Make a pretty penny, Warren Buffett style

Let’s set one thing straight. If you are considering investing, you need to know about Warren Buffett - an American business magnate, investor and philanthropist as well as the CEO and largest shareholder of Berkshire Hathaway. Oh, and, he also happens to be the second richest person in the world with a net worth of $73.9bn 😳. Clearly, he must be doing something right.

It feels like professional investors in London make tonnes of money effortlessly investing in the stock market while most of us mere mortals just about manage to beat inflation.

So, what are the main traits of “successful investors” and how do you become “good” at investing? We have gathered advice from market specialists and broken it down into easy-to-follow tips.

 

They have an investment philosophy.

Before beginning to invest, you need to set out your mission for investing.

Your investment philosophy is a set of guiding principles that inform and shape your investment decision making process. You should be able to go back to your investment philosophy at any time - for example, when you realise your existing strategy is not delivering the expected results.

Your investment philosophy should contain the following:

  • Learning about how the markets work, how investors behave and why stocks fluctuate;
  • Defining your attitude to risk;
  • Researching what you can invest in;
  • Setting your values: are you a social investor?

Remember, markets may come and go but your investment philosophy should remain the same! You can read more on Motif Investing.

 

They have investment goals.

Do you know why you are investing and what you want to achieve? According to Blackrock, the 3 most common types of investment goals are:

  • Planning for retirement or buying a property / this is a long term goal, 15 years or more;
  • Planning for life events, such as school fees over the medium term (10-15 years);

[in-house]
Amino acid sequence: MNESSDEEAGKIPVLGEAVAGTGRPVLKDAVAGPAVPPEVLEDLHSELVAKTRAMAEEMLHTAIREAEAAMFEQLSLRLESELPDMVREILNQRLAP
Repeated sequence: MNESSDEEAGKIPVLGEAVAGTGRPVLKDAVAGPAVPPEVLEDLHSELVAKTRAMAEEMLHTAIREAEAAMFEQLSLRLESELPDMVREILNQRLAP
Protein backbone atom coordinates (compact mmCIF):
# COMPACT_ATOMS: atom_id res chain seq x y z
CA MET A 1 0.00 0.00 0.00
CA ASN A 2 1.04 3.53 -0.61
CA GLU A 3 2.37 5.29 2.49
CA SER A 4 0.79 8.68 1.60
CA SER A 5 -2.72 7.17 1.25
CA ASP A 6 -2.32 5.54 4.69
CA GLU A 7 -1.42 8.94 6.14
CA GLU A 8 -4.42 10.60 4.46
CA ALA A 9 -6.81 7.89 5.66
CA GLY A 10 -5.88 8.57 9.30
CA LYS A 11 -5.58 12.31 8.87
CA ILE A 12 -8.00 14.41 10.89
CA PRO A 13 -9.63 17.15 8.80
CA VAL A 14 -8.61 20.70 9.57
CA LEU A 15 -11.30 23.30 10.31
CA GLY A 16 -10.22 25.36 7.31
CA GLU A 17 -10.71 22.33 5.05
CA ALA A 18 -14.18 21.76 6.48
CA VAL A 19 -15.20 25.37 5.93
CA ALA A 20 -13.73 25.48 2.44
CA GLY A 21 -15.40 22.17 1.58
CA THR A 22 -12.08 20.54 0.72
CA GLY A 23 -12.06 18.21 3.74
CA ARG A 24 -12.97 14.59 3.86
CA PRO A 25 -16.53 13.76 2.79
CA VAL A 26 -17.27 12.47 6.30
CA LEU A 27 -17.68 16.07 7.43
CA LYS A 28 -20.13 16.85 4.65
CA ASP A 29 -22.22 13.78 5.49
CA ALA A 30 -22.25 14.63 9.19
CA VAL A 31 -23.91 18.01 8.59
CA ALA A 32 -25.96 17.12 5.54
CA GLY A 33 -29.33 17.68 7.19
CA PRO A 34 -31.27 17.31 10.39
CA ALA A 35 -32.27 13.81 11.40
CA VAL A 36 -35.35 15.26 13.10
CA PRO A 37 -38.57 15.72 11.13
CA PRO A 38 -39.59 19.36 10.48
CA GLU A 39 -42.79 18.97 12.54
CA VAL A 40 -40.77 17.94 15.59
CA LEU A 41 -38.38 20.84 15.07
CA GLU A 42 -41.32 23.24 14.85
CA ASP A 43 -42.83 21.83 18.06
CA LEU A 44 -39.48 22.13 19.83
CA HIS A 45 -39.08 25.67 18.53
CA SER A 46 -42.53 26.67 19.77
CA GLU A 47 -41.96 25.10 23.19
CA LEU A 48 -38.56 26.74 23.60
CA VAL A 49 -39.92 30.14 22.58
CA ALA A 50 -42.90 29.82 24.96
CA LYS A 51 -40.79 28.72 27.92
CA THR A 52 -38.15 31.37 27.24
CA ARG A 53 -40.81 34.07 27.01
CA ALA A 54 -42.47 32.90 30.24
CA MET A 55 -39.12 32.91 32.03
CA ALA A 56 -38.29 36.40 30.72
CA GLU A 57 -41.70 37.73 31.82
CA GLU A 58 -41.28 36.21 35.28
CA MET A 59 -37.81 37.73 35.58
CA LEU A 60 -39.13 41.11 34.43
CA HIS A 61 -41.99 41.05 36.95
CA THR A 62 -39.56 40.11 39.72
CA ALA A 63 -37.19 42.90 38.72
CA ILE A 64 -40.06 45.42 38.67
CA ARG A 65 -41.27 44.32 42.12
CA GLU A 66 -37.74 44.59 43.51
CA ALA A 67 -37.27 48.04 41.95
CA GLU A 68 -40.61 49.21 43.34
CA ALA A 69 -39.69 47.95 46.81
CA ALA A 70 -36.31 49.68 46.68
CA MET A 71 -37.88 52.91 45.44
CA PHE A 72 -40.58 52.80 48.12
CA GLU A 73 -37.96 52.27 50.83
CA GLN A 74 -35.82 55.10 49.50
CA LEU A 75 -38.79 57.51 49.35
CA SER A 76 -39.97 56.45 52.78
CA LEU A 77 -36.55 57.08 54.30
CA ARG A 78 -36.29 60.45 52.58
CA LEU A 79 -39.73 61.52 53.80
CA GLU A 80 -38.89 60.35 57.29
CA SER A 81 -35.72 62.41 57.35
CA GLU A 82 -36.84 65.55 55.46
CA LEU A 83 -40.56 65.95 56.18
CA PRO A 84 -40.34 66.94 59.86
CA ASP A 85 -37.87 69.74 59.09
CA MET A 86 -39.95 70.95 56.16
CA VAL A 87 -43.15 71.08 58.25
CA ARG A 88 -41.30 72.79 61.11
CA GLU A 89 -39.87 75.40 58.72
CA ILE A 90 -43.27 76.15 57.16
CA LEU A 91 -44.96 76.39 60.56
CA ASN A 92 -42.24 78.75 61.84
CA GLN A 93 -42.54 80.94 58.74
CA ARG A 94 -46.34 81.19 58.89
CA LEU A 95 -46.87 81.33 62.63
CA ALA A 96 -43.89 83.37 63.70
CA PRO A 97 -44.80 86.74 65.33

• Planning for an emergency or a “rainy day”/lifestyle to finance goals such as dream sports, cars, etc. over the medium to shorter term (5-10 years);

The minimum time horizon for all types of investing should be at least five years.

Make sure you revisit these goals and the time horizon regularly as your personal situation may change over time.

 

They have a diversification strategy.

What’s that, you ask?

Diversification is a technique that reduces risk by allocating investments among various financial instruments (i.e. equities,  government bonds, etc.), industries, geographies and other categories. It allows you to get exposure to different areas, each of which would react differently to the same event.

Market shaping events such as Brexit reminded investors of the benefits of diversification, while keeping a long-term focus on investing in high-quality businesses. To quote the greatest investor Warren Buffett: “Diversification is a protection against ignorance. It makes very little sense to those who know what they are doing.”

 

They know when to buy and when to sell.

It’s obvious that your main objective when investing should be to buy low and sell high to make a profit. But don’t let your emotions drive your behaviour! When faced with market downturns, investors tend to panic and let their emotions drive their decisions.

Unfortunately, “investors who try to time the market to avoid the falls, or who lose faith and sell out at the bottom, are highly likely to miss the gains”. Read more on St James Place website.

We firmly believe that an analytical and methodical approach is incredibly helpful when you trade. You have set up an entry/buy price and an exit/sell price for each investment you make; this which will provide you with a loose structure around your investment strategy and help with controlling your ‘emotions’! Read this article for a great summary on making investing decisions.

 

And finally, our favorite quotes from star investor Warren Buffett

“Rule No. 1: Never lose money. Rule No. 2: Never forget Rule No. 1.”

“Wall Street is the only place that people ride to in a Rolls Royce to get advice from those who take the subway.”

“Stop trying to predict the direction of the stock market, the economy or elections.”

“I never attempt to make money on the stock market. I buy on the assumption that they could close the market the next day and not reopen it for five years.”

 

Photo Credit: Unsplash - Matthew Henry.